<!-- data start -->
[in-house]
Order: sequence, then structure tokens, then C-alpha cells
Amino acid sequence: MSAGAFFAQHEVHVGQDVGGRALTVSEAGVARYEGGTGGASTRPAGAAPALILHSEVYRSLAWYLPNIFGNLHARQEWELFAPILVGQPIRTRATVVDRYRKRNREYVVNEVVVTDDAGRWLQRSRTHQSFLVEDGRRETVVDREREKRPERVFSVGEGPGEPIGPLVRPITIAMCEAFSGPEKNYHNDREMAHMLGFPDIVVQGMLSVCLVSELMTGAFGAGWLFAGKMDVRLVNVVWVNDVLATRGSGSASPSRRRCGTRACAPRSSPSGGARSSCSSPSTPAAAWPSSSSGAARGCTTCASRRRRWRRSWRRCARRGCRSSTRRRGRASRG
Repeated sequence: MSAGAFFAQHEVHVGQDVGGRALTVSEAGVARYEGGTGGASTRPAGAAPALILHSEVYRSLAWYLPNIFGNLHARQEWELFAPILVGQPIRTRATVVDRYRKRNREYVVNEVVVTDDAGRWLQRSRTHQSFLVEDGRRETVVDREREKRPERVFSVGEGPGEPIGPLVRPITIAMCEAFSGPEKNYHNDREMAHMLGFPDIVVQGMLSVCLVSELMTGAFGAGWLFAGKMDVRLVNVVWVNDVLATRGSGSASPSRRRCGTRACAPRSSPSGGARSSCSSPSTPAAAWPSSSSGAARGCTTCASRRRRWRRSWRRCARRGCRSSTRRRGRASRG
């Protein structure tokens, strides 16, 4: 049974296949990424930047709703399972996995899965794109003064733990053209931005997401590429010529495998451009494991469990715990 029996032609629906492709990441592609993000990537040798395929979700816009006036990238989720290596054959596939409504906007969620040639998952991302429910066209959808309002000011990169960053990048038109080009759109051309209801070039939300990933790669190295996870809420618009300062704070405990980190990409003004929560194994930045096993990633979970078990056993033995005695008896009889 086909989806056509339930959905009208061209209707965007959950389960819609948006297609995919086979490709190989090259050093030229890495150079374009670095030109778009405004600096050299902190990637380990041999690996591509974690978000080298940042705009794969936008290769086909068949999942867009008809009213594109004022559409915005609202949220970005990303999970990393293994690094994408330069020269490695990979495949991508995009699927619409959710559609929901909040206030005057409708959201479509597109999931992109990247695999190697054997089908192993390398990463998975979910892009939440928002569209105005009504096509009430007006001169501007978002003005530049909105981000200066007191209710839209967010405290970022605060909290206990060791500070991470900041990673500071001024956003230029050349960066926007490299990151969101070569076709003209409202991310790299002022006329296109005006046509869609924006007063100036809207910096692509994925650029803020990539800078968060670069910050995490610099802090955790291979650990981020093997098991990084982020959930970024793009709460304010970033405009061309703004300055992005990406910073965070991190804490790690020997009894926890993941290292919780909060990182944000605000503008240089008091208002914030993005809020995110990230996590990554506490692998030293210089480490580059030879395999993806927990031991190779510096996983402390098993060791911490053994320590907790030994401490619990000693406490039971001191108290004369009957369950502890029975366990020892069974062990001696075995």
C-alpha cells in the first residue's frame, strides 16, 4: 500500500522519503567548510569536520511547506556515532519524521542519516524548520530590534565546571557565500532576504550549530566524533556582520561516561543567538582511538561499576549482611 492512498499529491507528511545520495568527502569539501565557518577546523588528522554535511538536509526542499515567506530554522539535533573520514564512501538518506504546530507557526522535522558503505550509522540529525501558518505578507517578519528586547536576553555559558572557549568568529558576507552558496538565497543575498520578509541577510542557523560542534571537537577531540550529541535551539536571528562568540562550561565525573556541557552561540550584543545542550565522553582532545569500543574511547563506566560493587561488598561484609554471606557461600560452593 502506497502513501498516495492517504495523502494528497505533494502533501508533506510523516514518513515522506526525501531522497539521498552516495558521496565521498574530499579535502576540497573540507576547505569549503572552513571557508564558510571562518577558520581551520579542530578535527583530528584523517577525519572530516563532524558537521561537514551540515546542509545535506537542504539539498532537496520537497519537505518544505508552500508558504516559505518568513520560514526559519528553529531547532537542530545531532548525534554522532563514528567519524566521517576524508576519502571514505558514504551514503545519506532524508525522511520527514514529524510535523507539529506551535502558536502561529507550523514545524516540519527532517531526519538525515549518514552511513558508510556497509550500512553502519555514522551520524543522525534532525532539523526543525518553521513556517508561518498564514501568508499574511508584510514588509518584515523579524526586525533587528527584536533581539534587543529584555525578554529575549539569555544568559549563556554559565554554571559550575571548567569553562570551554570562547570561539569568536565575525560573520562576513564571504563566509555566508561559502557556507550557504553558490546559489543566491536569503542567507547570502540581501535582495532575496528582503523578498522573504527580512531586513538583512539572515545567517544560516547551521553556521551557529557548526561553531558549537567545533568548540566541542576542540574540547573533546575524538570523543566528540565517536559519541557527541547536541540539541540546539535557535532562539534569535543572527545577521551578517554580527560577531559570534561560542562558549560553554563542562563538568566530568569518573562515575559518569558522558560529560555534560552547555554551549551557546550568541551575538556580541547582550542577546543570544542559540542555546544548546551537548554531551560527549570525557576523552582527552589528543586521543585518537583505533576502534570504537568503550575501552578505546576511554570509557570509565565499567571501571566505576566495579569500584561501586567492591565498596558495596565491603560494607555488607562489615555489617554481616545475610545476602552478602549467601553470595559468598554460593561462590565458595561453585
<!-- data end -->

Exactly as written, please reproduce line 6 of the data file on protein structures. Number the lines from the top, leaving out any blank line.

C-alpha cells in the first residue's frame, strides 16, 4: 500500500522519503567548510569536520511547506556515532519524521542519516524548520530590534565546571557565500532576504550549530566524533556582520561516561543567538582511538561499576549482611 492512498499529491507528511545520495568527502569539501565557518577546523588528522554535511538536509526542499515567506530554522539535533573520514564512501538518506504546530507557526522535522558503505550509522540529525501558518505578507517578519528586547536576553555559558572557549568568529558576507552558496538565497543575498520578509541577510542557523560542534571537537577531540550529541535551539536571528562568540562550561565525573556541557552561540550584543545542550565522553582532545569500543574511547563506566560493587561488598561484609554471606557461600560452593 502506497502513501498516495492517504495523502494528497505533494502533501508533506510523516514518513515522506526525501531522497539521498552516495558521496565521498574530499579535502576540497573540507576547505569549503572552513571557508564558510571562518577558520581551520579542530578535527583530528584523517577525519572530516563532524558537521561537514551540515546542509545535506537542504539539498532537496520537497519537505518544505508552500508558504516559505518568513520560514526559519528553529531547532537542530545531532548525534554522532563514528567519524566521517576524508576519502571514505558514504551514503545519506532524508525522511520527514514529524510535523507539529506551535502558536502561529507550523514545524516540519527532517531526519538525515549518514552511513558508510556497509550500512553502519555514522551520524543522525534532525532539523526543525518553521513556517508561518498564514501568508499574511508584510514588509518584515523579524526586525533587528527584536533581539534587543529584555525578554529575549539569555544568559549563556554559565554554571559550575571548567569553562570551554570562547570561539569568536565575525560573520562576513564571504563566509555566508561559502557556507550557504553558490546559489543566491536569503542567507547570502540581501535582495532575496528582503523578498522573504527580512531586513538583512539572515545567517544560516547551521553556521551557529557548526561553531558549537567545533568548540566541542576542540574540547573533546575524538570523543566528540565517536559519541557527541547536541540539541540546539535557535532562539534569535543572527545577521551578517554580527560577531559570534561560542562558549560553554563542562563538568566530568569518573562515575559518569558522558560529560555534560552547555554551549551557546550568541551575538556580541547582550542577546543570544542559540542555546544548546551537548554531551560527549570525557576523552582527552589528543586521543585518537583505533576502534570504537568503550575501552578505546576511554570509557570509565565499567571501571566505576566495579569500584561501586567492591565498596558495596565491603560494607555488607562489615555489617554481616545475610545476602552478602549467601553470595559468598554460593561462590565458595561453585